MOSCOW, Russia — Moscow will formally annex four Russia-occupied regions of Ukraine at a Kremlin ceremony on Friday, President Vladimir Putin’s spokesman said Thursday.
“Tomorrow in the Georgian Hall of the Grand Kremlin Palace at 3 pm. (1200 GMT) a signing ceremony will take place on the incorporation of the new territories into Russia,” spokesman Dmitry Peskov said.
He added that the Russian leader will make a major speech at the event.
Ukraine’s Luhansk, Donetsk, Kherson and Zaporizhzhia regions are occupied by the Russian army, which Putin sent over the border in February.
Annexation could dramatically raise the stakes in the grueling ongoing war. Putin has said Russia would use any and all available means to defend its territory, implying that after the four regions were annexed Moscow could deploy strategic nuclear weapons to repulse Ukrainian attempts to take back the territory.
Moscow organized what it called referendums in the four regions that it controls, with Kremlin-installed officials saying this week residents backed joining Russia.
All four Moscow-backed leaders of the regions said they were in Moscow and expecting a meeting with Putin.
The move comes eight years after Moscow annexed the Crimea peninsula from Ukraine and would mark a significant escalation in the conflict.
The West has warned Russia not to press ahead with the annexations, with the G7 saying it would “never recognize” the move.
Kyiv has asked for more military aid as a response.
The official annexation was widely expected following the votes that wrapped up on Tuesday in the areas under Russian occupation in Ukraine and after Moscow claimed residents overwhelmingly supported for their areas to formally become part of Russia.
The United States and its Western allies have sharply condemned the votes as “sham” and vowed never to recognize their results. Israel has also rejected the vote.
German Foreign Minister Annalena Baerbock on Thursday joined other Western officials in denouncing the referendums.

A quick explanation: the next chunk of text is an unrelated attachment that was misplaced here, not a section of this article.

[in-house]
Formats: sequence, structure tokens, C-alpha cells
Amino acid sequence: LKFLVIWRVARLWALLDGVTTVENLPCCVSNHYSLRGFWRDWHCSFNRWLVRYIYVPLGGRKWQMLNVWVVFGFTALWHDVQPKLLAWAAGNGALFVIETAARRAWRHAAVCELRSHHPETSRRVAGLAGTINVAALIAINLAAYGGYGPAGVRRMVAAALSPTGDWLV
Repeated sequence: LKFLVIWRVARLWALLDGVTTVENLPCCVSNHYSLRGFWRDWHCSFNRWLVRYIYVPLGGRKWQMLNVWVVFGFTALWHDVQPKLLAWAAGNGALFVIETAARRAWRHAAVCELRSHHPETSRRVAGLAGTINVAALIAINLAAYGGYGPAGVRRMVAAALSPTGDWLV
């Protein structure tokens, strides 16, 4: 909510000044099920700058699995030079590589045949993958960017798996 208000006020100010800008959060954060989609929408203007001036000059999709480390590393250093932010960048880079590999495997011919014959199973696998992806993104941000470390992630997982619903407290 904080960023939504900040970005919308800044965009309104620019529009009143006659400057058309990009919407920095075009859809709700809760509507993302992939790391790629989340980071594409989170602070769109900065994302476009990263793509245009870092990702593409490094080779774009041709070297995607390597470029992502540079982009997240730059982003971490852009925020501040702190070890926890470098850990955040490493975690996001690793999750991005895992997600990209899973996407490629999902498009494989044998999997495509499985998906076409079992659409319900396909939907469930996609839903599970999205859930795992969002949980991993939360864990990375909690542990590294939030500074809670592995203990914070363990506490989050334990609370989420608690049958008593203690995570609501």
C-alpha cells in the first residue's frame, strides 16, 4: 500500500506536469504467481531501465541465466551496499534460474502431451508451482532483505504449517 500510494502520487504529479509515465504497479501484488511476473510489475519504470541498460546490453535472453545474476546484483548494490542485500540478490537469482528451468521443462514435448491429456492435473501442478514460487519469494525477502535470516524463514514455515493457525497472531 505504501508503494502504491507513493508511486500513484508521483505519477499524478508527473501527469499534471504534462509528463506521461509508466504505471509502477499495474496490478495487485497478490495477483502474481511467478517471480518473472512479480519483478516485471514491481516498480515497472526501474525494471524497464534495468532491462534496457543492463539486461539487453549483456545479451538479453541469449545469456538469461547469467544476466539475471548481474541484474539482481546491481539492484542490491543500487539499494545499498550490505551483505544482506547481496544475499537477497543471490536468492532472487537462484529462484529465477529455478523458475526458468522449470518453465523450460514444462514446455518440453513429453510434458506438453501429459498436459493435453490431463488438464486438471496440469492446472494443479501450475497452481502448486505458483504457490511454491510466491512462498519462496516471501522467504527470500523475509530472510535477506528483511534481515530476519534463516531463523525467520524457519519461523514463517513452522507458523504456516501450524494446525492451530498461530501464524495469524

“Under threats and sometimes even (at) gunpoint people are being taken out of their homes or workplaces to vote in glass ballot boxes,” she said at a conference in Berlin.
“This is the opposite of free and fair elections,” Baerbock said. “And this is the opposite of peace. It’s dictated peace. As long as this Russian diktat prevails in the occupied territories of Ukraine, no citizen is safe. No citizen is free.”
Armed troops had gone door-to-door with election officials to collect ballots in five days of voting. The suspiciously high margins in favor were characterized as a land grab by an increasingly cornered Russian leadership after embarrassing military losses in Ukraine.
Moscow-installed administrations in the four regions of southern and eastern Ukraine claimed Tuesday night that 93% of the ballots cast in the Zaporizhzhia region supported annexation, as did 87% in the Kherson region, 98% in the Luhansk region and 99% in Donetsk.
Ukraine too has dismissed the referendums as illegitimate, saying it has every right to retake the territories, a position that has won support from Washington.
The US ambassador to the United Nations, Linda Thomas-Greenfield, said late Tuesday that Washington would propose a UN Security Council resolution to condemn Russia’s “sham” vote.
The resolution would also urge member states not to recognize any altered status of Ukraine and demand that Russia withdraws its troops from its neighbor, she tweeted.
The European Union’s foreign policy chief, Josep Borrell, also weighed in on the ballots, on Wednesday calling them “illegal” and describing the results as “falsified.”
The Kremlin has been unmoved by the criticism. After a counteroffensive by Ukraine this month dealt Moscow’s forces heavy battlefield setbacks, Russia said it would call up 300,000 reservists to join the fight. It also warned it could resort to nuclear weapons.